Reviewed by James Karas
Flesh and Other Fragments of Love opens with a startling and memorable image: a couple on an isolated beach finds the dead body of a beautiful woman. The seagulls are flying over it and it is beginning to decompose. The play by Evelyne de la Chenelière based on the novel by Marie Cardinal is now playing at the Tarragon Theatre in Toronto.
Pierre (Blair Williams) and Simone (Maria del Mar) are a French couple and they have gone to a coastal village in Ireland for a special holiday. The reason for that will be hinted at throughout but will only be revealed at the end of the seventy-minute performance.
Mary (Nicole Underhay), the dead woman, died under mysterious circumstances and her fate is the talk of the village. She was a nurse, who had a love affair with a married man, had a child and lived in New York for some time.
Mary acts as catalyst for Simone and Pierre’s examination of their marital and emotional lives. Their marriage has had a substantial amount of turmoil, separations, reconciliations, infidelities and love. Pierre and Simone are in turn deeply attracted by Mary and they each attempt to reconstruct her life from information that they glean from the village gossip and even more so from their imagination.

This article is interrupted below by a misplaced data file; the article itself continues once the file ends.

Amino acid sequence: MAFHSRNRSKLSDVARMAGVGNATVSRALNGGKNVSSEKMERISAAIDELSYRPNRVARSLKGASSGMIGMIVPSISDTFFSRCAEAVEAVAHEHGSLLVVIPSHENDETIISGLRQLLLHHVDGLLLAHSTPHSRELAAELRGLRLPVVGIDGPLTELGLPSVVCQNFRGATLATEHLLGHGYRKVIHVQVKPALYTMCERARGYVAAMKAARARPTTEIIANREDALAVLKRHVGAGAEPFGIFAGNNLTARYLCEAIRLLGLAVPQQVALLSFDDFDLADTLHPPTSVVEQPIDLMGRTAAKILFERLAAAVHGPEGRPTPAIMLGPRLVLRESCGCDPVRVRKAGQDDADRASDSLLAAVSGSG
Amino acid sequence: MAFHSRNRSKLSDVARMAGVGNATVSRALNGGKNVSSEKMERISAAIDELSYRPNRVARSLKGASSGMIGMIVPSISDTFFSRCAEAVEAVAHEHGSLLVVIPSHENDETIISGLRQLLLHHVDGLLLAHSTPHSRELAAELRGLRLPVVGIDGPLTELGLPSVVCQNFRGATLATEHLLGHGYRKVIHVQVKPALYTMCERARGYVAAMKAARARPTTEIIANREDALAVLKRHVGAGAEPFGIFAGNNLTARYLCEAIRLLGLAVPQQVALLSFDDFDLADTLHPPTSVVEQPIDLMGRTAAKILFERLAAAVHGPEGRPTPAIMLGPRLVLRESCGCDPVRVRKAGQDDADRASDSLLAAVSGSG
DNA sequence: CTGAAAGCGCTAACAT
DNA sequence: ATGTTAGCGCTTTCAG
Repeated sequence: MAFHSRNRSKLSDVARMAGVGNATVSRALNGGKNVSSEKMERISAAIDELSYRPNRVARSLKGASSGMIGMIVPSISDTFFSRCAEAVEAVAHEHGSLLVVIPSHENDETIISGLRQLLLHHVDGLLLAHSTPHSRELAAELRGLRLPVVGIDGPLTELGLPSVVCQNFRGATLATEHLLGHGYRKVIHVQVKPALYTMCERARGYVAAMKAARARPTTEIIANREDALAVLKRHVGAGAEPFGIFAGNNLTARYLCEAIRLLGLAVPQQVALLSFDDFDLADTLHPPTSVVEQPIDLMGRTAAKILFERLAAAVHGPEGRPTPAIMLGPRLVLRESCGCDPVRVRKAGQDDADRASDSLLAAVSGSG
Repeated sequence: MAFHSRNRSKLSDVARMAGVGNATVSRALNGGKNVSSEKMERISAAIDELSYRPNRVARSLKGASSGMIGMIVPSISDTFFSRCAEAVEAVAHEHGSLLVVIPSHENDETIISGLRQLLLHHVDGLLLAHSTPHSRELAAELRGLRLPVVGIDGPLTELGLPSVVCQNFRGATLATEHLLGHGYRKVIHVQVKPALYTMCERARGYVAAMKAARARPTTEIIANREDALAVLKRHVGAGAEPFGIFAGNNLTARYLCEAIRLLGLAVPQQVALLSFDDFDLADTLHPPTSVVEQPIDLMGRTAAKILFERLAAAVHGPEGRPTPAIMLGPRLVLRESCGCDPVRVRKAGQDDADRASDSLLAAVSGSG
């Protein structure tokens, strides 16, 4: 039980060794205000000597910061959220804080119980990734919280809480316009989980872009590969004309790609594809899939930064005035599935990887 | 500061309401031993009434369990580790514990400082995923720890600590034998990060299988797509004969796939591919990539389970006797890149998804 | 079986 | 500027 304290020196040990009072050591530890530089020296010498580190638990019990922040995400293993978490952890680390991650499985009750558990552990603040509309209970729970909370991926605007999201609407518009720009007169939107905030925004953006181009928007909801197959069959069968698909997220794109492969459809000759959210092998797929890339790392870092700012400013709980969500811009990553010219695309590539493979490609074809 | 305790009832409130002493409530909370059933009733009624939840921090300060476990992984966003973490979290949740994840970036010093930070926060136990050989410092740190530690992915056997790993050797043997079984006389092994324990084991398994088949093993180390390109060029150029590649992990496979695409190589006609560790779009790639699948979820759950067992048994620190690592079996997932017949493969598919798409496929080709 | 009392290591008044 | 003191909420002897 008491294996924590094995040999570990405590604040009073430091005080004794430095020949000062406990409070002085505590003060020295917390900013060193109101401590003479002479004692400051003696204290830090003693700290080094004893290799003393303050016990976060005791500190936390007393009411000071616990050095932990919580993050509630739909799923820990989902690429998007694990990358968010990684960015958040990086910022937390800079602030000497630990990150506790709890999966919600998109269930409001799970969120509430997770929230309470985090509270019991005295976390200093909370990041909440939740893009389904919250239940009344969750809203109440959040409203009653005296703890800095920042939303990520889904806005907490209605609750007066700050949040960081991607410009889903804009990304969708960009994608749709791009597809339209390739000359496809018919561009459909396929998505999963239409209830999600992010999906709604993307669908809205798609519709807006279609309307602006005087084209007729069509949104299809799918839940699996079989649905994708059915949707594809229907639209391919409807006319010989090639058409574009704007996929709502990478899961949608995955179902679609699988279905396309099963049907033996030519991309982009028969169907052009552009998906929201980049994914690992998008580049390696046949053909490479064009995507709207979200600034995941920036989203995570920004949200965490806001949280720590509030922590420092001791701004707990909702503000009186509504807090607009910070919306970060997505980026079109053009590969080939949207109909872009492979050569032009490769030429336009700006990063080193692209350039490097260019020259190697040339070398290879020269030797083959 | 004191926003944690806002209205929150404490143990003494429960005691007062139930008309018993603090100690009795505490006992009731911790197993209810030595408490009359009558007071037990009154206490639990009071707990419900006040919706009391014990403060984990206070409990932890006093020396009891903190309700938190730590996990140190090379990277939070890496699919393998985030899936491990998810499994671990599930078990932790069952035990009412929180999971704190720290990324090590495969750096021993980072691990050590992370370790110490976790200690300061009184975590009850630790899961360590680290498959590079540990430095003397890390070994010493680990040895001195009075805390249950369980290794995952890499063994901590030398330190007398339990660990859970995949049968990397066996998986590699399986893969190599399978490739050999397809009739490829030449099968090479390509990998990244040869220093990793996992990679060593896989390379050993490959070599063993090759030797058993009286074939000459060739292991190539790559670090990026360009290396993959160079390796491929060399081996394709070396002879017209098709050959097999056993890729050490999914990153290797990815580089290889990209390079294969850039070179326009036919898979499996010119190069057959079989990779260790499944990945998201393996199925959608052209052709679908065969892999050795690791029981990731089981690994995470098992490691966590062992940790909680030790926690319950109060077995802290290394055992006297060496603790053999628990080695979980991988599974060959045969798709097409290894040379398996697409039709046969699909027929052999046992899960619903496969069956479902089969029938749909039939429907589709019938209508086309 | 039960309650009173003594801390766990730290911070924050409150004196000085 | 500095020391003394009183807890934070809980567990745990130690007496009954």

Mary comes to life and joins the conversation. Her love affair with Billy, the married man, is examined and Pierre becomes Billy.
We cannot be sure that anything that is being said by or about Mary has anything to do with her life. All of that is probably a reflection of the life and emotions of Pierre and Simone. That is indeed part of the fascination of the play.
The play has a great deal of dialogue, of course, but there are many segments when the characters address the audience directly. During those segments and during many dialogue sequences, the play feels like a reading of the novel. Chenelière’s richly textured and lyrical prose carries the play but there were times when I thought I would get much more from a leisurely reading of the novel.
Nicole Underhay delivers a superb performance as Mary, a deeply troubled and much-suffering woman. She displays cynicism, emotional pain and depth as a woman who may be only the reflection of the couple who discovered her dead body on the beach.
Blair Williams and Maria del Mar tell their stories matter-of-factly at times and with considerable emotional pain and distress at other times. My sympathies were equally divided between the two.
The mystery at the heart of the play is revealed at the end, as I said, and it is worth the wait to gain an understanding of the mystifying events on the beach.
Richard Rose directs with sensitivity and understatement a story that is full of emotion and lyrical beauty.
Karyn McCallum’s stage set has a dark background with a small sandbar where we find Mary’s body. Well done and quite fitting with the atmosphere of the play.
Flesh and Other Fragments of Love by Evelyne de la Chenelière based on the novel by Marie Cardinal and translated by Linda Gaboriau opened on January 15 and will run until February 16, 2014 at the Tarragon Theatre, 30 Bridgman Ave. Toronto, Ontario. www.tarragontheatre.com